Friday, June 21, 2024

Intestinal bacteria stimulate the growth of prostate cancer tumors and allow resistance to treatment


A recent study found that common intestinal bacteria promote the growth of tumors in prostate cancer patients and allow them to avoid the effects of treatment.

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Prostate cancer is usually treated with hormone therapy, which works by blocking male hormones, called androgens. But a team of scientists has found that low androgen levels can lead to the proliferation of intestinal bacteria, which can “take over” hormone production.

The study, led by the Cancer Research Institute in London, identified ‘germ fingerprints’ that could help identify patients who resist treatment.

The team recommended that these patients benefit from strategies for dealing with their intestinal microbiota.

For example, men may undergo defecation surgery or researchers may make a yogurt drink rich in beneficial bacteria.

A team of scientists from the London Institute of Cancer Research London, the Research Institute of Oncology in Belinsona, Switzerland, and the Swiss Federal Institute of Technology used mice and patients to study the role of intestinal bacteria in prostate growth and development. Cancer.

Intestinal bacteria are a part of our microbiome, a group of microorganisms that normally live in the body and are generally valuable to humans by aiding digestion. However, cancer and other diseases can destroy this beneficial balance, for example, by promoting the proliferation of intestinal bacteria and by promoting the release of toxins or other molecules that affect cancer cells.

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“Our findings show that intestinal bacteria stimulate the production of androgen hormones by intestinal bacteria to initiate hormone therapy for prostate cancer,” explained Johann de Bono, the study’s lead author and experimental oncology professor. This androgen prevents prostate cancer from growing and causes resistance to hormone therapy, which worsens the survival effects in men.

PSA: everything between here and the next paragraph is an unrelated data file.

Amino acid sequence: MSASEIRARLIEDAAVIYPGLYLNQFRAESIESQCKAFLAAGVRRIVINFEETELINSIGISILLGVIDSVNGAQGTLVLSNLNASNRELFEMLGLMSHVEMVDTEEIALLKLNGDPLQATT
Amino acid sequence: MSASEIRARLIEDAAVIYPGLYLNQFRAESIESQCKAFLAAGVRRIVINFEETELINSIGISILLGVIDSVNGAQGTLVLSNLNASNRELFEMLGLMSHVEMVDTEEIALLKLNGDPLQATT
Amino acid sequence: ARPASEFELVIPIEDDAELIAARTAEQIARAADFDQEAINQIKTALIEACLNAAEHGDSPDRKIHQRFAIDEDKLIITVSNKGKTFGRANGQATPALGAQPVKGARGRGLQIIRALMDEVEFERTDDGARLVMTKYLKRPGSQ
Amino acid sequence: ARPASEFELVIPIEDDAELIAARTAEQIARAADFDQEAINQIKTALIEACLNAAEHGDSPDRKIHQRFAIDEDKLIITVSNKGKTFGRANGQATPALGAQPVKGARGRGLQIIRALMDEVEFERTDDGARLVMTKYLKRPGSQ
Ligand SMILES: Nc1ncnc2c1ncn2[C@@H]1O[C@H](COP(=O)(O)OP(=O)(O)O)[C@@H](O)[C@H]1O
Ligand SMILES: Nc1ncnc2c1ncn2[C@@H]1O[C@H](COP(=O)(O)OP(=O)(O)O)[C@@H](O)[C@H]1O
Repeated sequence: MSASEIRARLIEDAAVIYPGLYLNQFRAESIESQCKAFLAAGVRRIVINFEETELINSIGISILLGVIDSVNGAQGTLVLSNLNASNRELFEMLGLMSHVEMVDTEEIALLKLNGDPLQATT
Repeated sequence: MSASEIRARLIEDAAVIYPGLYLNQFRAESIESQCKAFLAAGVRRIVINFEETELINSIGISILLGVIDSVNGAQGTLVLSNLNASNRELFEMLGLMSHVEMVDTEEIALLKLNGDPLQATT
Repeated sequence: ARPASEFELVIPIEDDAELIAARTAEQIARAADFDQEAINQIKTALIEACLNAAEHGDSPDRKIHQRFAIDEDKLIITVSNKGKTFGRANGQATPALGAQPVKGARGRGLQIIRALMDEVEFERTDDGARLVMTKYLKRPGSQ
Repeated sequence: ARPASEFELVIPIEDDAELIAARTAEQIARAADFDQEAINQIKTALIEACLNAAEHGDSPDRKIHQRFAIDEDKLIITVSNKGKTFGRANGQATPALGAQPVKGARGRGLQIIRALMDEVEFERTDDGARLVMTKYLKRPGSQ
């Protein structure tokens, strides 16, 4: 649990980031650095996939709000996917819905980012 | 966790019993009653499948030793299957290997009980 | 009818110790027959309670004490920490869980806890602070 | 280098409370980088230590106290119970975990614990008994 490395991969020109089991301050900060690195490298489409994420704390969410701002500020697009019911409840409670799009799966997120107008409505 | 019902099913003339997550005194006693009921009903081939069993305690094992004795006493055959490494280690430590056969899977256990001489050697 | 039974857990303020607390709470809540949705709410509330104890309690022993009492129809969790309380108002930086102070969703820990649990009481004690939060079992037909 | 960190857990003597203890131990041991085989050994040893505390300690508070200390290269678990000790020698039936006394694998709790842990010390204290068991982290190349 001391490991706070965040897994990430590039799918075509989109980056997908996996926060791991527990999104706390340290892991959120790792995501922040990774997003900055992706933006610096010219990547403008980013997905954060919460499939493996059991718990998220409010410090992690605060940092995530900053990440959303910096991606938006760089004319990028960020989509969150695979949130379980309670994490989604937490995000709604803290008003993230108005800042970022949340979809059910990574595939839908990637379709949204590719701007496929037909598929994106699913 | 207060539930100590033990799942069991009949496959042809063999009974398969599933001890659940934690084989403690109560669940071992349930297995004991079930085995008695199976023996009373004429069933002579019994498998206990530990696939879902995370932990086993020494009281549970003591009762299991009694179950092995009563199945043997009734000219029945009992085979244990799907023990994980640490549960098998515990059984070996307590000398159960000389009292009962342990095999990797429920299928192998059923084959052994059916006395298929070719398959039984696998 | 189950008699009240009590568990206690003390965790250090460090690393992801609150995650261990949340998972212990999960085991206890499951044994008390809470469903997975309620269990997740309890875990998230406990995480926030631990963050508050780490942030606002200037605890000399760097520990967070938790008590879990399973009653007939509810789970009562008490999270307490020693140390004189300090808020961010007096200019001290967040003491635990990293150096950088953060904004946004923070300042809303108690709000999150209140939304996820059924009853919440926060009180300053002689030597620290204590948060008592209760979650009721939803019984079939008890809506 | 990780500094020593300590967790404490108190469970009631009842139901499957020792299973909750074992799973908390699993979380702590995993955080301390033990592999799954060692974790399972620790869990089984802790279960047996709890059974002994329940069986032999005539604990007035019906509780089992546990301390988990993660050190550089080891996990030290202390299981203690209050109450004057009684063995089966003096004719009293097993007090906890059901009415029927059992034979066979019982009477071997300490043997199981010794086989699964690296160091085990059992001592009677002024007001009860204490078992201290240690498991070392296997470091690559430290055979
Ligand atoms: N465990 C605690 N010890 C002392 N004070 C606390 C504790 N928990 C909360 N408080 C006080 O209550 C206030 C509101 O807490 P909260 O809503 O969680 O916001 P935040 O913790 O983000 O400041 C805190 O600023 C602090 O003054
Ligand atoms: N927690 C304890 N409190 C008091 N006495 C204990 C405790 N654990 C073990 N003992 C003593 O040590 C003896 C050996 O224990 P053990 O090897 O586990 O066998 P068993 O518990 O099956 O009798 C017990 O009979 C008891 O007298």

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Scientists have found that eliminating intestinal bacteria in mice with prostate cancer reduces tumor growth and delays the onset of hormone resistance.

They also found that the transfer of feces from mice with anti-hormone prostate cancer to mice with low androgen levels promoted tumor growth.

Scientists have shown that intestinal bacteria in mice can produce androgen hormones from precursor molecules.

Professor de Bono noted during the study that this finding could lead to new therapies that deal with intestinal bacteria to work for the benefit of patients.

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It can take the form of another person infected with intestinal bacteria, such as a yogurt drink with live bacteria that do not produce cancer-causing hormones, or the excretion of feces into a patient’s digestive system.

Professor Christian Helen, chief executive of the Cancer Research Institute, London, said: “The impact of intestinal microbiology on cancer is an exciting new area of ​​science in which we are beginning to learn.

He added: “The good bacteria in the gut can play a key role in keeping us healthy, interfere with hormone metabolism in men with prostate cancer, and help develop new treatment strategies. We hope so. “

Source: Daily Mail

Nadia Barnett
Nadia Barnett
"Award-winning beer geek. Extreme coffeeaholic. Introvert. Avid travel specialist. Hipster-friendly communicator."

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